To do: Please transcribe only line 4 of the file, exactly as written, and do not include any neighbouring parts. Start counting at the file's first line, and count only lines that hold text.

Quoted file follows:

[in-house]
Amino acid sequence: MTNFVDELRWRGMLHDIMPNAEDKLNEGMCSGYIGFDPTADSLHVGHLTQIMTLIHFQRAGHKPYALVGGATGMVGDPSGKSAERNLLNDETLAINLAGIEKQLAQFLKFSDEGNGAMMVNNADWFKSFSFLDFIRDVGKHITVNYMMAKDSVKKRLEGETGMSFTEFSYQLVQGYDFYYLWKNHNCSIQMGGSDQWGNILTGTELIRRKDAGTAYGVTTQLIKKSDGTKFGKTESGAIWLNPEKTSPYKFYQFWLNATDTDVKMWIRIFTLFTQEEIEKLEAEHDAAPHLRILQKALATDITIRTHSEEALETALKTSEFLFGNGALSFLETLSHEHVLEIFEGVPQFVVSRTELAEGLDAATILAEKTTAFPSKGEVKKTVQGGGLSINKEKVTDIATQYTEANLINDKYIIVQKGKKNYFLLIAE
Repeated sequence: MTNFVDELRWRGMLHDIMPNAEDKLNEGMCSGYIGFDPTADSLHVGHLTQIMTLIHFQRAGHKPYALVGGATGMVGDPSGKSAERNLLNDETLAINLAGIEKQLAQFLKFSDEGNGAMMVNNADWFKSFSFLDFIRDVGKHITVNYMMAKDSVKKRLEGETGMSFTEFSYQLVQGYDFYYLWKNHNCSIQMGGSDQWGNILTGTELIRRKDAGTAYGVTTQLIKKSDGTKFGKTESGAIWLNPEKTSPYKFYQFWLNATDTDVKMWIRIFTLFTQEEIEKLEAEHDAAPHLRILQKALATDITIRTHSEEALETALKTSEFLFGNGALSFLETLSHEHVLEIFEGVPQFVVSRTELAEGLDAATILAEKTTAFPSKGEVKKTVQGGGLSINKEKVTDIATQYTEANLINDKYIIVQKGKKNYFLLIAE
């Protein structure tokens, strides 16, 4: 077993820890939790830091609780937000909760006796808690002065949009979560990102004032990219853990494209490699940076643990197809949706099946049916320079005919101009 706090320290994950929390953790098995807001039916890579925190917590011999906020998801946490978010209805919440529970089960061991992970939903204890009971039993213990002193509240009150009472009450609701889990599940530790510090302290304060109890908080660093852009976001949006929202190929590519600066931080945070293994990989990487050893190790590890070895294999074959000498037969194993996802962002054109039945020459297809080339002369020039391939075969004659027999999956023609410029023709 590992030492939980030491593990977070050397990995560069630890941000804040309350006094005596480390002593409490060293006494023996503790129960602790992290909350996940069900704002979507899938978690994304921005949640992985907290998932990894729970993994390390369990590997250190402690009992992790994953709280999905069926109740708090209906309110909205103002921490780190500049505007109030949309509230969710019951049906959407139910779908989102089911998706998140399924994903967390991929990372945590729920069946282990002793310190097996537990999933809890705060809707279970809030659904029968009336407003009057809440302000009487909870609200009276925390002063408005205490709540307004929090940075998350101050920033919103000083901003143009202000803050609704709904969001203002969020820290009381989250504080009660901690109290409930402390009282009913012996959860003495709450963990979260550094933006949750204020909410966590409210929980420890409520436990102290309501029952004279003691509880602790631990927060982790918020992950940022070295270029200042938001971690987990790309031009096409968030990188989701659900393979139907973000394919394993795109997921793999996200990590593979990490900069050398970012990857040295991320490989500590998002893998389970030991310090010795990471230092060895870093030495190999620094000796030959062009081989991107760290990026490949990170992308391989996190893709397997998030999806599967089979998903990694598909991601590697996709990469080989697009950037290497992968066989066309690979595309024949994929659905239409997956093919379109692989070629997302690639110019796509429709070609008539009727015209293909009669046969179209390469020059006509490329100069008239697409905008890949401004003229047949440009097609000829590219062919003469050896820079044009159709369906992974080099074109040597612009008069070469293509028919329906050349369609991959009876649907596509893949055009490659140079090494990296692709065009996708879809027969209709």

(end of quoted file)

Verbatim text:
């Protein structure tokens, strides 16, 4: 077993820890939790830091609780937000909760006796808690002065949009979560990102004032990219853990494209490699940076643990197809949706099946049916320079005919101009 706090320290994950929390953790098995807001039916890579925190917590011999906020998801946490978010209805919440529970089960061991992970939903204890009971039993213990002193509240009150009472009450609701889990599940530790510090302290304060109890908080660093852009976001949006929202190929590519600066931080945070293994990989990487050893190790590890070895294999074959000498037969194993996802962002054109039945020459297809080339002369020039391939075969004659027999999956023609410029023709 590992030492939980030491593990977070050397990995560069630890941000804040309350006094005596480390002593409490060293006494023996503790129960602790992290909350996940069900704002979507899938978690994304921005949640992985907290998932990894729970993994390390369990590997250190402690009992992790994953709280999905069926109740708090209906309110909205103002921490780190500049505007109030949309509230969710019951049906959407139910779908989102089911998706998140399924994903967390991929990372945590729920069946282990002793310190097996537990999933809890705060809707279970809030659904029968009336407003009057809440302000009487909870609200009276925390002063408005205490709540307004929090940075998350101050920033919103000083901003143009202000803050609704709904969001203002969020820290009381989250504080009660901690109290409930402390009282009913012996959860003495709450963990979260550094933006949750204020909410966590409210929980420890409520436990102290309501029952004279003691509880602790631990927060982790918020992950940022070295270029200042938001971690987990790309031009096409968030990188989701659900393979139907973000394919394993795109997921793999996200990590593979990490900069050398970012990857040295991320490989500590998002893998389970030991310090010795990471230092060895870093030495190999620094000796030959062009081989991107760290990026490949990170992308391989996190893709397997998030999806599967089979998903990694598909991601590697996709990469080989697009950037290497992968066989066309690979595309024949994929659905239409997956093919379109692989070629997302690639110019796509429709070609008539009727015209293909009669046969179209390469020059006509490329100069008239697409905008890949401004003229047949440009097609000829590219062919003469050896820079044009159709369906992974080099074109040597612009008069070469293509028919329906050349369609991959009876649907596509893949055009490659140079090494990296692709065009996708879809027969209709």